The sound of 4-stroke engines idling as trucks creep over snow and gravel amid men and women in dark Klim gear walking off stiffness gives the parking lot of Togwotee Mountain Lodge the feeling of an army camp pre-battle. Mike and I stop to caffeinate and hydrate; a sign out front tells me snowmobiles are to park on the hill and a fleet is lined up at the foot of Angle Mountain. Despite being only about 2 hours from my home, I couldn’t feel much further from my world.
Mike and I drive up to the Continental Divide. Our nation’s spine is a magical strip of jutting peaks that wind through the most secluded territory in the lower 48. We skin up sled tracks, take a left, dig a pit, push through blower to rot and up knolls to a peak that tops out at 10,658, a peak that for all I know is named 10658. On the ridge above tree line we take off our splits, billy goat over rock to a lonely wind-scoured summit, staring at endless terrain of spines and fluted mountains and couloirs and untracked bowls reaching to all horizons. A lifetime of exploration.
On the way back up after lap 1 (a gully descent over rapid-changing snow), we watch two snowmachines highline Radio Tower, one above the other on sketchy avy terrain.
“Well, either this is gonna be the raddest thing we’ve ever seen or we’re gonna have to skin over there and dig out their bodies,” Mike says.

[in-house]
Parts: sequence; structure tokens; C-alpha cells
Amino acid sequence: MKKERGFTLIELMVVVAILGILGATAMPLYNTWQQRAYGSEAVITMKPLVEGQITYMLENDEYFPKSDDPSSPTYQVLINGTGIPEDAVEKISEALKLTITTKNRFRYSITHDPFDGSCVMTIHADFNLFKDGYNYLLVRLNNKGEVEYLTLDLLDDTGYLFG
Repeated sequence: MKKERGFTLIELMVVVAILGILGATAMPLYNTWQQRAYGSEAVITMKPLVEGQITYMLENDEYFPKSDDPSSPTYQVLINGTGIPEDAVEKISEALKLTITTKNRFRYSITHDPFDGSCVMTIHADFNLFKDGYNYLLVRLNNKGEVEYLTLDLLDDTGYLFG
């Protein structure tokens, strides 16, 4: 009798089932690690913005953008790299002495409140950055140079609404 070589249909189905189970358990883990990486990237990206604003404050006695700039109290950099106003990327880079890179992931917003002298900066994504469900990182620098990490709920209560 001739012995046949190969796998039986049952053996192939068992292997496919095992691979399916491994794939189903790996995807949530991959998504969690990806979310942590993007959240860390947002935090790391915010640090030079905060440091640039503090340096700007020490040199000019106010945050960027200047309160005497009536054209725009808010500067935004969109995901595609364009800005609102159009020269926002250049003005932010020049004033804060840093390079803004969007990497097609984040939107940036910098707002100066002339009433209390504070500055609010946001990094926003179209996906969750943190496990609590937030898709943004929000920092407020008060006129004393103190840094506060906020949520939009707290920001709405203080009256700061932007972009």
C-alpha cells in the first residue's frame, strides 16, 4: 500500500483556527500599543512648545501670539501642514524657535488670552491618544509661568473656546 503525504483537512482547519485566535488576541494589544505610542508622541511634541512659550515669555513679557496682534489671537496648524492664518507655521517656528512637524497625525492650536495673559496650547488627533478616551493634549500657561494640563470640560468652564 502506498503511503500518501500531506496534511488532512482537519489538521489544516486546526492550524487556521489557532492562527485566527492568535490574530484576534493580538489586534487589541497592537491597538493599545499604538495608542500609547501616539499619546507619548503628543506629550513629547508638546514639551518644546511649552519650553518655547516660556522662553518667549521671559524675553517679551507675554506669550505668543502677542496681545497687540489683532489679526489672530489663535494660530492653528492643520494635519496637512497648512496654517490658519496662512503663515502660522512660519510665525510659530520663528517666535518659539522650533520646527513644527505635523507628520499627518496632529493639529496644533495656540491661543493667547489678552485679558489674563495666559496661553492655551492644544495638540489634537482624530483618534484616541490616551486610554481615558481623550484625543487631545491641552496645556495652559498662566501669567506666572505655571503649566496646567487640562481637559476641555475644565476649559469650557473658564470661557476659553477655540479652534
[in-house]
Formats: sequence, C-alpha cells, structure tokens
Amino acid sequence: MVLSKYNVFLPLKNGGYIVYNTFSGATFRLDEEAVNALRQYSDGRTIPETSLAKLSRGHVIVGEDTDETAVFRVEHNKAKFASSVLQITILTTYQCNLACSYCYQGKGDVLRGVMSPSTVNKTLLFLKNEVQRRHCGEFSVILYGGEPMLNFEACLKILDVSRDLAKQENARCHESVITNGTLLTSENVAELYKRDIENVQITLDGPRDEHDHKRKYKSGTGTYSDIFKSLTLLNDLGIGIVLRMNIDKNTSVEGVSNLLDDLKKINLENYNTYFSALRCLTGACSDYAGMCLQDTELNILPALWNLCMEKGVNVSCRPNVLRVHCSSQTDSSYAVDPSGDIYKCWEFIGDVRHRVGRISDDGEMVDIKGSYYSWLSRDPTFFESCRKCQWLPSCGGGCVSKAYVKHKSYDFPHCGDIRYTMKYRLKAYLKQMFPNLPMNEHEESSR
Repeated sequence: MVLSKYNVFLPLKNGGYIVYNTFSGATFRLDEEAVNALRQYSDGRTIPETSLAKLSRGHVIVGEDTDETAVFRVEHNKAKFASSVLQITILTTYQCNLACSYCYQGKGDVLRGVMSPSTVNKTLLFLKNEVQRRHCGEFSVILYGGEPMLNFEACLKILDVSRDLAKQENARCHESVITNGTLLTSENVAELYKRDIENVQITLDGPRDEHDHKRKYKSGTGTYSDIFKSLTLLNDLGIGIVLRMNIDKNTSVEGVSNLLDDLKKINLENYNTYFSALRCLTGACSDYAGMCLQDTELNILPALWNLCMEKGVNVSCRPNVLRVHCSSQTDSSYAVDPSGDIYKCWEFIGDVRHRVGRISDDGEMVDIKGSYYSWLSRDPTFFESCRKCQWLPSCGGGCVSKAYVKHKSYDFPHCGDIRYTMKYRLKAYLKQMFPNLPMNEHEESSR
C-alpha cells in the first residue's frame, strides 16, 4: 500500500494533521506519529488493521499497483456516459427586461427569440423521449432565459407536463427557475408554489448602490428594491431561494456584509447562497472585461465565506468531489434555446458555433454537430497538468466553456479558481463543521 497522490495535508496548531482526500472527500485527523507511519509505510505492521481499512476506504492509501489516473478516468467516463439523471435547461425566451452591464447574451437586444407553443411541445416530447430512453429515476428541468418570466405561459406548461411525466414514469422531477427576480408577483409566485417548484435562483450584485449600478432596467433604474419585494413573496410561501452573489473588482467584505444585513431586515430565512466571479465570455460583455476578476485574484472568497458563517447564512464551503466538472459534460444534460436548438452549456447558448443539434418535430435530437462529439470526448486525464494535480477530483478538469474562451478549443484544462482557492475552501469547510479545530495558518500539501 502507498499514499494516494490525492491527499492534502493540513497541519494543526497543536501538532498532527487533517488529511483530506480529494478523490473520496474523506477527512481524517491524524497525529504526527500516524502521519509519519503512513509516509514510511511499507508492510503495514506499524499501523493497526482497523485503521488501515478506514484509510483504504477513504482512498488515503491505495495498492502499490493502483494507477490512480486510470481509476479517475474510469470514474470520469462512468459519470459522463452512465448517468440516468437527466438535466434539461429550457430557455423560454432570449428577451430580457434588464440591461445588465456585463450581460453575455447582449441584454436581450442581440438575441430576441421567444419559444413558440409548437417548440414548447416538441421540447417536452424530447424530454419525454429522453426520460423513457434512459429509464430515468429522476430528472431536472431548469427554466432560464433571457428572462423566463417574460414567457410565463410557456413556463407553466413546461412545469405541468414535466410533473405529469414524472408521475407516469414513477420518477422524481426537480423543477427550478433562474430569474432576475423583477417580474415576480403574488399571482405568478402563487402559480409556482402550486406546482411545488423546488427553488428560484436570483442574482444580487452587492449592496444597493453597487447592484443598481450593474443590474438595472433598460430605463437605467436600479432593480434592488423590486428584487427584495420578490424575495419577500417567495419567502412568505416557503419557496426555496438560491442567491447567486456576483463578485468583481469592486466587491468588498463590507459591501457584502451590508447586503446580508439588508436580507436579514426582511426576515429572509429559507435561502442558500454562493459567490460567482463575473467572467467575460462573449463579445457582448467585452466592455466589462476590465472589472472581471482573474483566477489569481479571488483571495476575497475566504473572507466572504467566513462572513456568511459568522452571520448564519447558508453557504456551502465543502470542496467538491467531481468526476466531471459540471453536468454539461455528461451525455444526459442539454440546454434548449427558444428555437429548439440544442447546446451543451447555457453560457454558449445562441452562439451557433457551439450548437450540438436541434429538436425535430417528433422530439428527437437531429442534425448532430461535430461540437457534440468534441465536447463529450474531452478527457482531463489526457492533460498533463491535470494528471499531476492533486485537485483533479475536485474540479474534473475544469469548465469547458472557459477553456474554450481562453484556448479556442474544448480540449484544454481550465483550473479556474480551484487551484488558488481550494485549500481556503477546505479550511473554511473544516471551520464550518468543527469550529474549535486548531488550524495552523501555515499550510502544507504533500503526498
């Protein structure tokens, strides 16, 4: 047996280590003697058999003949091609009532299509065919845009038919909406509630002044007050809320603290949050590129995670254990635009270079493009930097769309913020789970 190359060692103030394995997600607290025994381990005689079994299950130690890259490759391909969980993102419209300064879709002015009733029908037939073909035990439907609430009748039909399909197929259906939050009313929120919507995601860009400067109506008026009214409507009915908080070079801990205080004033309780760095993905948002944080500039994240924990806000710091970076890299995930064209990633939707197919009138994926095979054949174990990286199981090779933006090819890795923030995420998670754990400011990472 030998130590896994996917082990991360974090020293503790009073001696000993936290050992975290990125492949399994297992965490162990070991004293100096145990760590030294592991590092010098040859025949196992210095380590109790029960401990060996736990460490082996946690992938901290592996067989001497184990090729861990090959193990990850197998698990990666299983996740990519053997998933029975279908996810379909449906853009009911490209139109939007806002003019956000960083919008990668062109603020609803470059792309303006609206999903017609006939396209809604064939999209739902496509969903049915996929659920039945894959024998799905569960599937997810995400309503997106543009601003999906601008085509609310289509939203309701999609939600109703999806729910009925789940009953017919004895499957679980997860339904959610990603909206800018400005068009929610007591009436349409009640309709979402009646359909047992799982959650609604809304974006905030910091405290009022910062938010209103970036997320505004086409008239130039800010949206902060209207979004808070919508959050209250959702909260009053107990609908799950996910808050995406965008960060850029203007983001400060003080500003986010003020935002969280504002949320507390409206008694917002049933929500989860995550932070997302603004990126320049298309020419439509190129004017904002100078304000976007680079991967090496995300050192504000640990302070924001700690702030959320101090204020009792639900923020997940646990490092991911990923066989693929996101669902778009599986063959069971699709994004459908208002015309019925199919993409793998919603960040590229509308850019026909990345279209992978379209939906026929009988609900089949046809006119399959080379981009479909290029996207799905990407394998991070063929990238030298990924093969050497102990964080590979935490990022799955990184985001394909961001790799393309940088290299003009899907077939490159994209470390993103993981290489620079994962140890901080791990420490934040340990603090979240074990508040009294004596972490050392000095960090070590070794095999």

Nothing fractures and they straightline near vertical to the summit followed by an idle slide back down. Their hoots echo across the canyon. As a snow worshiper, I can’t help but be impressed. And our second lap of the day, ripping down the W/NW face, is the stuff dreams are made of.
“Imagine the possibilities you’d get from a season living at Togwotee Mountain Lodge…”
Back at the lodge it’s whiskey with water backs at Red Fox Saloon, a place that conjures memo-ries of old sailor bars, the smell of decades of drink spilled into ancient wood and the ghosts of men and women who labor tough, play hard and drink harder. Nobody here looks like skiers, save the American Avalanche Institute instructor Mike knows who introduces his students: “They’re Air Force.”
Outside, a girl in electro-striped stretch pants, a puffy vest and an endless smile, a few brown strands escaping her beanie, is unharnessing a dogsled team. Her name is Abby, and she invites us to pet the pups as they bark and mow down water at their kennels at the end of the trail.
“It’s a great way to have a job that allows me to play with dogs all day,” she tells us. The team comprises Alaskan husky mutts, mixed with collie or herding dog. They do rides for people staying at the lodge who don’t want to snowmachine but also for folks at Teton Village looking to take the day off. “Yup, we pick you up, take you on a dogsled trip, give you lunch, then drop you back off.” The dogsled — the pre-snowmobile snowmobile. Family fun for all. But for us, next stop is the hot tub, navigating past rental cabins, some with snowmachines parked in front.
“Imagine just walking out your door, jump on your sled and roar off for 600 miles of groomed trails,” Mike says.
“Yeah, and that doesn’t include the ungroomed. Sledneck glamping paradise, for sure.”
There’s a party tub with a family and another with a couple. A sign on the wall says no drinks near the water; another sign says no glassware in tubs area, but the man with his ’biler blonde marinating in the first tub sip bottles of beer as they whisper in each other’s ears.